The investigational immunotherapeutic ERC1671 in combination with granulocyte-macrophage colony-stimulating factor, cyclophosphamide, and bevacizumab showed promising activity in patients with recurrent glioblastoma.
Daniela Bota, MD, PhD
The investigational immunotherapeutic ERC1671 (Gliovac) in combination with granulocyte-macrophage colony-stimulating factor (GM-CSF), cyclophosphamide, and bevacizumab (Avastin) showed promising activity in patients with recurrent glioblastoma, according to the interim results from a phase 2 trial (NCT01903330).
Results from the first 10 patients in the study showed a 6-month overall survival (OS) rate of 100% in those treated with the immunotherapy. Moreover, the 12-month OS rate in the investigational arm was 40% and the median OS was 10.5 months. These findings compare favorably with historic controls which have shown a 6-month OS rate of 33% and a median OS of 5.3 months.
These findings illustrate a “highly significant” increase in OS with ERC1671 compared with current clinical practice (log rank test, P < .0001), according to ERC Belgium, the developer of the agent.
Moreover, 10% of those on the investigational arm experienced total recovery and survived longer than 3 years when treated after disease recurrence and after having received standard-of-care treatment. No spontaneous remissions were reported in the control arm; all participants who received bevacizumab alone experienced tumor progression.
Notably, a subgroup of participants who had progressed on treatment with bevacizumab were found to experience a disproportionate benefit with ERC1671, one that translated to a doubling of survival versus historical controls, according to the clinical-stage biopharmaceutical company.
“Prior to this study of ERC1671 immunotherapy for recurrent glioblastoma, it was almost unknown for such patients to experience recovery,” Daniela Bota, MD, PhD, principal investigator of the phase 2 trial; vice dean for clinical research; medical director of the UCI Center for Clinical Research; director of the UCI Alpha Stem Cell Clinic; and medical director of the UCI Health Comprehensive Brain Tumor Program, stated in a press release. “We are excited to accelerate recruitment and complete this study.”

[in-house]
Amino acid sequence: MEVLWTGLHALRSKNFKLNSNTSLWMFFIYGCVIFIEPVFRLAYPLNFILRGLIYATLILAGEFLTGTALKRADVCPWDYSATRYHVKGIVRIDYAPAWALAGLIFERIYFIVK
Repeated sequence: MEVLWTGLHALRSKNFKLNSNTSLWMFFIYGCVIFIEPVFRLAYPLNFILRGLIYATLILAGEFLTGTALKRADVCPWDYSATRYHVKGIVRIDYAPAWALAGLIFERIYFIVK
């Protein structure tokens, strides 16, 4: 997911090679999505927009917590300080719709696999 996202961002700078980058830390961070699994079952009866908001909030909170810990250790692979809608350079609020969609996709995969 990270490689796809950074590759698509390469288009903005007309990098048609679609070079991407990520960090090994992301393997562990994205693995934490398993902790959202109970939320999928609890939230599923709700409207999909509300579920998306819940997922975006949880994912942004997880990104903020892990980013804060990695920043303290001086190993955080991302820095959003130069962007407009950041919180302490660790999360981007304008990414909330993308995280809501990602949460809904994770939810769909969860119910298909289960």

ERC1671 is based on freshly extracted tumor cells and lysates and it was designed to stimulate the immune system to recognize and reject cancer cells. The advanced immunotherapy is comprised of a combination of autologous and allogeneic tumor cells, which are produced from the glioma tumor tissues of 3 different donor cancer patients, and the lysates of these cells. Once injected, it arouses the immune system to respond against tumor cells and kill them.
In the double-blinded, placebo-controlled phase 2 trial, investigators set out to examine ERC1671 plus bevacizumab in patients with relapsed glioblastoma. A total of 84 participants were randomized 1:1 to receive either the immunotherapy plus GM-CSF and cyclophosphamide or placebo plus bevacizumab.
ERC1671 and GM-CSF was administered intradermally, while cyclophosphamide was given via the oral route. GM-CSF was administered at a fixed dose of 500 mcg and cyclophosphamide was given at a daily dose of 50 mg. Bevacizumab was administered as standard of care, at a dose of 10 mg/kg. The treatment will be repeated every 28 days until either disease progression or intolerable toxicity.
To be eligible for enrollment, patients had to have a histologically confirmed diagnosis of recurrent or progressive World Health Organization grade IV glioblastoma or gliosarcoma, be 18 years of age or older, have a Karnofsky performance score of 70% or greater, a life expectancy of 12 weeks or longer, and be in first or second relapse of glioblastoma. Prior treatment for their disease must have included surgery, conventional radiation therapy, and temozolomide.
Patients were excluded if they were unable to undergo an MRI with contrast; if diffuse leptomeningeal disease was present; if they had a history, presence or suspicion of metastatic disease; if they received immunosuppressive agents less than 2 weeks before the first dose of the study treatment, if they previously received bevacizumab or other VEGF inhibitors, and if they had a known contraindication or hypersensitivity to bevacizumab.
The primary end point of the trial was OS at 12 months, while key secondary end points included progression-free survival, immune response, percentage of grade 3-5 adverse effects, and the rate of radiographic response per MacDonald criteria or IRANO.
“We are encouraged by such strong results for ERC1671 in Dr Bota’s study and pleased to see a high number of patients going into remission,” Apostolos Stathopoulos, MD, PhD, added in the release. “We believe that ERC1671 is finally leading the way for immunotherapy to treat intractable cancers like recurrent glioblastoma that currently do not have alternative therapeutic options.”